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The sad thing about ‘booth babes’

Aug 04, 20112 mins
Data and Information Security

I’ve been to many security conferences where vendors felt the need to hire women to stand around their booth with their stuff hanging out. It may be entertaining, but it can speak poorly of the vendor.

I mention it because, while I’m not at Black Hat, I’m seeing tweets and photos suggesting the good folks at McAfee are doing the booth babe thing.

“Stay classy, McAfee,” one attendee tweeted.

Someone else commented on how “unfortunate” it was that McAfee couldn’t afford to buy its booth employees pants.

This is a tricky thing, because the booth babe tactic works. That’s why vendors do it. People linger around the booth longer, pretending that they’re looking at the fliers and the demos. I could tell you I’ve never done such a thing. But I would be telling a lie.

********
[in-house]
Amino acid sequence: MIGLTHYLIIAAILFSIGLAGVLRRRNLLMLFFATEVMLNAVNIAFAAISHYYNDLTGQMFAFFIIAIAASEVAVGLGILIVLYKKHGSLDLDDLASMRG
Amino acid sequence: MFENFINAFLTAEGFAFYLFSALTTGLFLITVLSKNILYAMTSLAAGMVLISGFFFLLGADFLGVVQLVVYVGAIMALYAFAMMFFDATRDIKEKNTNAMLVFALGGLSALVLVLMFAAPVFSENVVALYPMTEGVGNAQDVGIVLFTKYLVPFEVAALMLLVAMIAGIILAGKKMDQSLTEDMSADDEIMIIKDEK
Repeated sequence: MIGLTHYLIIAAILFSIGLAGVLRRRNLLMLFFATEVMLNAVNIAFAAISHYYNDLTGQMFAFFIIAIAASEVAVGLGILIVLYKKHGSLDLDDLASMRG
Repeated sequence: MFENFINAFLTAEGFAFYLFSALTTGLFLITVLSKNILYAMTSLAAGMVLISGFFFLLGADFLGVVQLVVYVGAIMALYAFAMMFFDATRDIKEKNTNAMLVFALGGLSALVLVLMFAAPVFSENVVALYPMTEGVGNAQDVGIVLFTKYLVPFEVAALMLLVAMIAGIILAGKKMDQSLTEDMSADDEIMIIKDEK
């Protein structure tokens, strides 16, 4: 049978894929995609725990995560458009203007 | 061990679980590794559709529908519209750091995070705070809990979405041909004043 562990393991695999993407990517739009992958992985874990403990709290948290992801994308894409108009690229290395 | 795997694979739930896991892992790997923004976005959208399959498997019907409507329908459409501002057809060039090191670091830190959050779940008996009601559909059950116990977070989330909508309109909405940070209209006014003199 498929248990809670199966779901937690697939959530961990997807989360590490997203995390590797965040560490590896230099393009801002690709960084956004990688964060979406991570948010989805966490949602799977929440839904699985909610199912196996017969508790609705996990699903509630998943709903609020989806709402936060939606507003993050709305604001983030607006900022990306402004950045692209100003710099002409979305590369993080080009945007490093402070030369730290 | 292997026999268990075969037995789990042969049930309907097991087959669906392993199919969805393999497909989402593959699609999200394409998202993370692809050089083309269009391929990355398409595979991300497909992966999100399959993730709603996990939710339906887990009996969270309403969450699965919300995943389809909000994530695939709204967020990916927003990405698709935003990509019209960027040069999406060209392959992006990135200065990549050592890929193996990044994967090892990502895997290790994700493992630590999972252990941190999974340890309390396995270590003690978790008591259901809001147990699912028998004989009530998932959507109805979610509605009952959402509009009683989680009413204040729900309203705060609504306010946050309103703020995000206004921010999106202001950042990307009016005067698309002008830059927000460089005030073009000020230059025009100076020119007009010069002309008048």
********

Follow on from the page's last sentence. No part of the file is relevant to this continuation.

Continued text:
It’s not easy to turn away from a spectacle.

I do think it’s unfortunate, though. Women in security fight for the respect they deserve every day, and this stuff probably isn’t very helpful to them.

There’s also some unfairness, because you never see the male booth babes. There’s an argument to be had that a good spectacle should have some balance, so both sexes get something out of it.

Or, you could argue that it would be better to just try attracting people to your booth on the strength of your products and reputation.

You could argue that this stuff is OK at Black Hat because it’s “that kind of event.” But I see this stuff at RSA every year.

Barracuda in particular has had a habit of overdoing the booth babe thing, in my opinion. In fairness, though, they toned it down at the last two RSA shows.

Maybe I just don’t know how to have a good time. Maybe I need to lighten up.


I can say it’s in poor taste to set up your exhibit this way.

And you can tell me I’m a bore. In some ways, I guess I am.

–Bill Brenner

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